Rachel morphs again, and Visser Three is all THAT KITTY IS FO SHO AN ANDALITE BANDIT. Oops. 
Maybe if cat-Rachel wasn't so dang SASSY, V3 wouldn't get all lime-green jell-o.
V3 – I can call him that, right? – wants Melissa enYeerked, but the Chapman parents stage a full-on host rebellion, nearly wresting control back from their Yeerks. Humans can't and don't throw off Yeerk control completely, but if sufficiently motivated they can fight, and if they fight publicly it'll make them look totes irrationalpants. (←I invented that; it's the non-ableist version of “crazypants.”) Not ideal for Controllers who wish to remain in positions of authority. As a compromise, the Chapman-Controllers let Melissa alone but take cat-Rachel to V3. Cat-Rachel is accompanied by flea-Jake, whose physical mass is now roughly the same size as his personality, and the other Animorphs roll into town and help them escape, but not before the real Chapman has had the chance to speak a few words to V3.

Turns out that Chapman has willingly accepted a Yeerk into his head in exchange for Melissa's ensured safety. That's right: The reason Melissa's parents act like they don't love her anymore is because they have made the greatest possible personal sacrifice for her. Rachel leaves an anonymous note promising Mel that her dad still loves her, “more than he can ever show you,” but I somehow doubt that's hugely comforting for poor Mel (and I guess her mom doesn't matter at all?). God, it must kill her parents to be trapped in their bodies daily, witnessing themselves treat their daughter like shit and knowing she can't ever know how much they truly love her.

Y'all, these books are so very very upsetting.
Pictured: Me, reading this book.
Moral Quandaries
Rachel and her old friend Melissa have been growing apart for a while. NBD, that's just what preteens do, but Rachel has a lot of guilt about it in this book.
'Melissa is still my friend. Maybe somehow I can help her.'
'Your job is not to help Melissa Chapman,' Marco pointed out. 'You're supposed to be spying on Chapman. You're supposed to be finding some way for us to get at the Yeerks.'
Ouch. Rachel knows the mission should be her number one priority, but she's desperate to comfort her old friend. That's why she takes an unwise risk in morphing Melissa's cat again, which gets her captured by Visser Three (and almost lets the cat out of the bag). (Sorry not sorry.) It's a stupid move that seriously jeopardizes all the Animorphs, but her motivations make total sense. Since Cassie our moral compass, let's hand over to her for the Aesop:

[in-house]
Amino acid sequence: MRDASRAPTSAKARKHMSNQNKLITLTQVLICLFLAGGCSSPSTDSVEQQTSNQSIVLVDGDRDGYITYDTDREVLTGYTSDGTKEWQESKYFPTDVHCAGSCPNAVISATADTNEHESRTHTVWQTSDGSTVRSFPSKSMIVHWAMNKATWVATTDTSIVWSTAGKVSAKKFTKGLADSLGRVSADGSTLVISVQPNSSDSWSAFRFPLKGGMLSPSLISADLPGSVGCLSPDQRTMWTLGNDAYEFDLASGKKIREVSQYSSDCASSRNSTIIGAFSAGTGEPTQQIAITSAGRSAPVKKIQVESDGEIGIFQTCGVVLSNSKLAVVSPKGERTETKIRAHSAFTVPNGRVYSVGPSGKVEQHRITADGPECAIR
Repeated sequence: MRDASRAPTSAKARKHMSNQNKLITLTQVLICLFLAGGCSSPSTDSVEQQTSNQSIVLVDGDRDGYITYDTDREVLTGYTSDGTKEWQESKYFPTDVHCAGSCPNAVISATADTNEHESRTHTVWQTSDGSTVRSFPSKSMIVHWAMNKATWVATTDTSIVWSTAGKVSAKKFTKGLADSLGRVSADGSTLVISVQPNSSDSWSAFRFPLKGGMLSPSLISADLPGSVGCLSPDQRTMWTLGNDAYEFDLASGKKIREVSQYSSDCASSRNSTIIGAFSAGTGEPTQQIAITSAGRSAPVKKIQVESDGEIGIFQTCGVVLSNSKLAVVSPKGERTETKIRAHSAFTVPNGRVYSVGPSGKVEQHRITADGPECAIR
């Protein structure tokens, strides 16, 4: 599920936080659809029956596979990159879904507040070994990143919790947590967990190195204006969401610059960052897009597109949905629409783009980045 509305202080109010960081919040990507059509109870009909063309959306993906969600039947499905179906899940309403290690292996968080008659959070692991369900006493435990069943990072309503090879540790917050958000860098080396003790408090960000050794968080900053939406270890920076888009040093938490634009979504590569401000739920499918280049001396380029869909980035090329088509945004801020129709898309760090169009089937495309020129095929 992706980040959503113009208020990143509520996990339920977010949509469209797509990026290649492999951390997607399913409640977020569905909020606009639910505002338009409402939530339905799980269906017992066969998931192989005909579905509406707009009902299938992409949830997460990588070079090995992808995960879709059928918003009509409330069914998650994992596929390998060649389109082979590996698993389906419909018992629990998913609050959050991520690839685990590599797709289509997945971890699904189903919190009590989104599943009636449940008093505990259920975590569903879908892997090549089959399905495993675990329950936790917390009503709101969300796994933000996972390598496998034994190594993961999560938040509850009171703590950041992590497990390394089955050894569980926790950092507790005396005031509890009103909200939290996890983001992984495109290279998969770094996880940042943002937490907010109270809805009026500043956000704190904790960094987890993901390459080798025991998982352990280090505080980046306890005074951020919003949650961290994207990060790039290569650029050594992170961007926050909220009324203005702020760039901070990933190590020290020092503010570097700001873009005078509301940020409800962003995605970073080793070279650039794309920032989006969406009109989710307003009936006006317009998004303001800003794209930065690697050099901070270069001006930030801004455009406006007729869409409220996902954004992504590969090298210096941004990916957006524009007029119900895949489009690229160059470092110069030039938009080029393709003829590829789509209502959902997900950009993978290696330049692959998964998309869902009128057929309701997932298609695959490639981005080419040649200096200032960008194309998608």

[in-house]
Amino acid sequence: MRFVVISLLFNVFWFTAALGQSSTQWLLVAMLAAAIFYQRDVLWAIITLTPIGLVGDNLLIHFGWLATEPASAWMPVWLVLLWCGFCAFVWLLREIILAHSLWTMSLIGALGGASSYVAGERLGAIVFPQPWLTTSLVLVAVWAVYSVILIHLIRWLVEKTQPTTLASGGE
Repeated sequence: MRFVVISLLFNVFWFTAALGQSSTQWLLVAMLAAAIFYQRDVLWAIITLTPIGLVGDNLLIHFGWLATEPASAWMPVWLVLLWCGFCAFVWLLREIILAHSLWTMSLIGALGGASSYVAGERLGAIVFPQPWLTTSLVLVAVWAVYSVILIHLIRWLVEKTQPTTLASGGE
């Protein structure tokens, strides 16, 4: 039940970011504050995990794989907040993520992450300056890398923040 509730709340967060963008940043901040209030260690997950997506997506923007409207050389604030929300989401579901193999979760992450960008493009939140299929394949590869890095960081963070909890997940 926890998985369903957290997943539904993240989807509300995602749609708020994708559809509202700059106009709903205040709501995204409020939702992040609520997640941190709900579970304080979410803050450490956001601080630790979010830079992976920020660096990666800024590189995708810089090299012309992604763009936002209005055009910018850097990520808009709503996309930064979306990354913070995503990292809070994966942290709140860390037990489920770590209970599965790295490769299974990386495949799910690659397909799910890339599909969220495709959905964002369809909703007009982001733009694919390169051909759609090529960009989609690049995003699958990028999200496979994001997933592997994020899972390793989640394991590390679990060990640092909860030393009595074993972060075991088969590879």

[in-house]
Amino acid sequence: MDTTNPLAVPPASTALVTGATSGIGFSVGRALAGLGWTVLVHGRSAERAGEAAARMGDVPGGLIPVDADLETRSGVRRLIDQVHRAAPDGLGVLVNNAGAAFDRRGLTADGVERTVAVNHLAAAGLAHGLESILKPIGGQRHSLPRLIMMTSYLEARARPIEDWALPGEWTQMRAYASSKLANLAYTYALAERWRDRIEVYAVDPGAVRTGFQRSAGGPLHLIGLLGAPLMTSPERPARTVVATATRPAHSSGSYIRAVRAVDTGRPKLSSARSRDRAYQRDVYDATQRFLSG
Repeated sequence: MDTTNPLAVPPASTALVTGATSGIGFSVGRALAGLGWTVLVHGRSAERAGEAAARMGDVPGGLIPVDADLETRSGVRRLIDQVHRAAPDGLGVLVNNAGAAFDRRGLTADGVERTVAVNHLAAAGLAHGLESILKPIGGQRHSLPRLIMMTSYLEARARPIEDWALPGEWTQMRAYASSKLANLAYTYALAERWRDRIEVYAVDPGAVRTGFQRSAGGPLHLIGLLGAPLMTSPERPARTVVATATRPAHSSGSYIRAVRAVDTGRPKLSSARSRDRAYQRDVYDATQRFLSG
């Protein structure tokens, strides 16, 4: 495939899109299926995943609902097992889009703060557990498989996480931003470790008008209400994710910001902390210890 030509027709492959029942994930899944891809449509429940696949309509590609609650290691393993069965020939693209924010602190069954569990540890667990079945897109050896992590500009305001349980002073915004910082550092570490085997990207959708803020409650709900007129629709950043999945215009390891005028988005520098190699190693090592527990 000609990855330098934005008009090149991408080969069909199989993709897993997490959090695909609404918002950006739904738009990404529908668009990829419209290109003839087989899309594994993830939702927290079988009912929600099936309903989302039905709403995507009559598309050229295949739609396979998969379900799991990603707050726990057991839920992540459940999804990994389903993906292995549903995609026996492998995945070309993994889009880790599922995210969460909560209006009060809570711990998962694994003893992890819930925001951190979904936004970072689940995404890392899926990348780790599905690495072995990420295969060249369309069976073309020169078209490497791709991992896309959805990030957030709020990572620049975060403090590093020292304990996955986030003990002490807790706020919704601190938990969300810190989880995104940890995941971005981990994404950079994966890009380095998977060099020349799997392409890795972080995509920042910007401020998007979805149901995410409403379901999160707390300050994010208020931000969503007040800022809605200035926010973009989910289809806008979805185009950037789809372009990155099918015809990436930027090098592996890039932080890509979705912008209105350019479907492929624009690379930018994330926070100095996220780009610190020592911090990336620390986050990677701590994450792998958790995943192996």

'Don't ever let any of this get in the way of spending time with your dad,' [Cassie] said earnestly. 'He needs you. We need you, too, Marco, but your dad comes first.' She looked at Jake, then at me. 'There isn't much point in doing any of this if we forget why we're doing it.'
Trans* Moments
Tobias is adjusting to being a hawk full-time. 
<There are things you miss... Sitting back on the couch with a can of pop and a bag of chips and no school the next day and something good on TV. That's a good feeling...> He didn't sound like he was feeling sorry for himself. Just like he was mentioning something that happened to be true.
I know how you feel, Tobias.
Pictured: All women's restrooms. All of them.
PTSD: Not All About Capslock
Passing the abandoned construction site where they met their plot last book, all the kids are stricken. Rachel breaks off from recapping the events for readers who missed book one: “You know what? I really don't want to talk about that...” Cassie starts crying. They admit to having nightmares about the Yeerk pool and the horrors of people being Controllers. Even Jake has a sympathetic moment, thanks to his one personality trait of having a Controller brother. Later, Rachel has intense nightmares about the shrew morph.

Hey, It's 1996! Pop Culture Reference Log
Shit's getting way nineties, y'all. I had to google Shannon Miller and Morris the cat, because I had absolutely no idea who they were.
  • Spider-Man
  • Letterman, again, and Stupid Pet Tricks specifically
  • Shannon Miller
  • Tolkien
  • Arnold Schwarzenegger's arms (yes, his arms)
  • Itchy and Scratchy
  • Morris the cat
  • Clint Eastwood
  • Star Trek, of course
  • Fantastic Four, X-Men, Superman

Next time: TOBIAS!!!!!111 !!!!!11!!!!!!!!!!!!!!

No comments:

Post a Comment